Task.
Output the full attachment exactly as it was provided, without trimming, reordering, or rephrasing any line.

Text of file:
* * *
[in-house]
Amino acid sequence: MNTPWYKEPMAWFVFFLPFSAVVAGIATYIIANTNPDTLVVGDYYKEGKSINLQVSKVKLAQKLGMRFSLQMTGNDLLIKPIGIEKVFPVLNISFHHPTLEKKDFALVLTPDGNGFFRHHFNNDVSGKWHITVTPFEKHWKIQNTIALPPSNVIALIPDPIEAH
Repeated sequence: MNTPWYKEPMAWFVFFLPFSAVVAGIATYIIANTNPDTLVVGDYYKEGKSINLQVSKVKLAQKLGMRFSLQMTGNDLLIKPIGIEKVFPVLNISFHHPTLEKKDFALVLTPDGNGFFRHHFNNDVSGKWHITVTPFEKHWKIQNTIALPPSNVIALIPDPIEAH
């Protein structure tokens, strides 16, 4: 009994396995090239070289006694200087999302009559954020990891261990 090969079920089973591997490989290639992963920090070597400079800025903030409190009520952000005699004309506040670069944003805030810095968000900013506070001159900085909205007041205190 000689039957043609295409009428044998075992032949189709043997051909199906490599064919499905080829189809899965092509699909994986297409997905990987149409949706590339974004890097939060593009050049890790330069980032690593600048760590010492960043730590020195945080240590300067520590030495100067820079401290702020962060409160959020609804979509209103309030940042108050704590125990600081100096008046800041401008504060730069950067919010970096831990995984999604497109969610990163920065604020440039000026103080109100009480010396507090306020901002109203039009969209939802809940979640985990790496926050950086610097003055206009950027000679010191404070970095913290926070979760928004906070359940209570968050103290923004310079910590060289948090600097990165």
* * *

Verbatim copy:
[in-house]
Amino acid sequence: MNTPWYKEPMAWFVFFLPFSAVVAGIATYIIANTNPDTLVVGDYYKEGKSINLQVSKVKLAQKLGMRFSLQMTGNDLLIKPIGIEKVFPVLNISFHHPTLEKKDFALVLTPDGNGFFRHHFNNDVSGKWHITVTPFEKHWKIQNTIALPPSNVIALIPDPIEAH
Repeated sequence: MNTPWYKEPMAWFVFFLPFSAVVAGIATYIIANTNPDTLVVGDYYKEGKSINLQVSKVKLAQKLGMRFSLQMTGNDLLIKPIGIEKVFPVLNISFHHPTLEKKDFALVLTPDGNGFFRHHFNNDVSGKWHITVTPFEKHWKIQNTIALPPSNVIALIPDPIEAH
């Protein structure tokens, strides 16, 4: 009994396995090239070289006694200087999302009559954020990891261990 090969079920089973591997490989290639992963920090070597400079800025903030409190009520952000005699004309506040670069944003805030810095968000900013506070001159900085909205007041205190 000689039957043609295409009428044998075992032949189709043997051909199906490599064919499905080829189809899965092509699909994986297409997905990987149409949706590339974004890097939060593009050049890790330069980032690593600048760590010492960043730590020195945080240590300067520590030495100067820079401290702020962060409160959020609804979509209103309030940042108050704590125990600081100096008046800041401008504060730069950067919010970096831990995984999604497109969610990163920065604020440039000026103080109100009480010396507090306020901002109203039009969209939802809940979640985990790496926050950086610097003055206009950027000679010191404070970095913290926070979760928004906070359940209570968050103290923004310079910590060289948090600097990165």